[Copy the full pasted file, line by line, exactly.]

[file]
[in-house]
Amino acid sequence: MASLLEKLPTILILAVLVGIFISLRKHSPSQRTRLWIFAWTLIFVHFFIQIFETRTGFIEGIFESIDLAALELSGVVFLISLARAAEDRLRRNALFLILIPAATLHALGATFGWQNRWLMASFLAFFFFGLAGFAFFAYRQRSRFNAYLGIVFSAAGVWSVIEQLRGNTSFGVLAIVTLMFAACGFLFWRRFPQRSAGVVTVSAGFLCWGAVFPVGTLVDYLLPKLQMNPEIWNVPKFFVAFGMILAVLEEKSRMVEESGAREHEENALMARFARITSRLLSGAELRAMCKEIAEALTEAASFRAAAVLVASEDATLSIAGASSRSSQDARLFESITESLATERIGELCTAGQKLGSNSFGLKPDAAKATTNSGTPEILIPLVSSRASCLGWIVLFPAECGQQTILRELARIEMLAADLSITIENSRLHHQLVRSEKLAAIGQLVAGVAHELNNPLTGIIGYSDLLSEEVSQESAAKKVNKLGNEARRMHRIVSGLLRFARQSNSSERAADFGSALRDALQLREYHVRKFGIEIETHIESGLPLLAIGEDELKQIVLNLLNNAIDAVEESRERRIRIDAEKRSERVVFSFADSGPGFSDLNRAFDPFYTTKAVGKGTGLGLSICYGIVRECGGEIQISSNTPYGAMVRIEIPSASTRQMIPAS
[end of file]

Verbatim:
[in-house]
Amino acid sequence: MASLLEKLPTILILAVLVGIFISLRKHSPSQRTRLWIFAWTLIFVHFFIQIFETRTGFIEGIFESIDLAALELSGVVFLISLARAAEDRLRRNALFLILIPAATLHALGATFGWQNRWLMASFLAFFFFGLAGFAFFAYRQRSRFNAYLGIVFSAAGVWSVIEQLRGNTSFGVLAIVTLMFAACGFLFWRRFPQRSAGVVTVSAGFLCWGAVFPVGTLVDYLLPKLQMNPEIWNVPKFFVAFGMILAVLEEKSRMVEESGAREHEENALMARFARITSRLLSGAELRAMCKEIAEALTEAASFRAAAVLVASEDATLSIAGASSRSSQDARLFESITESLATERIGELCTAGQKLGSNSFGLKPDAAKATTNSGTPEILIPLVSSRASCLGWIVLFPAECGQQTILRELARIEMLAADLSITIENSRLHHQLVRSEKLAAIGQLVAGVAHELNNPLTGIIGYSDLLSEEVSQESAAKKVNKLGNEARRMHRIVSGLLRFARQSNSSERAADFGSALRDALQLREYHVRKFGIEIETHIESGLPLLAIGEDELKQIVLNLLNNAIDAVEESRERRIRIDAEKRSERVVFSFADSGPGFSDLNRAFDPFYTTKAVGKGTGLGLSICYGIVRECGGEIQISSNTPYGAMVRIEIPSASTRQMIPAS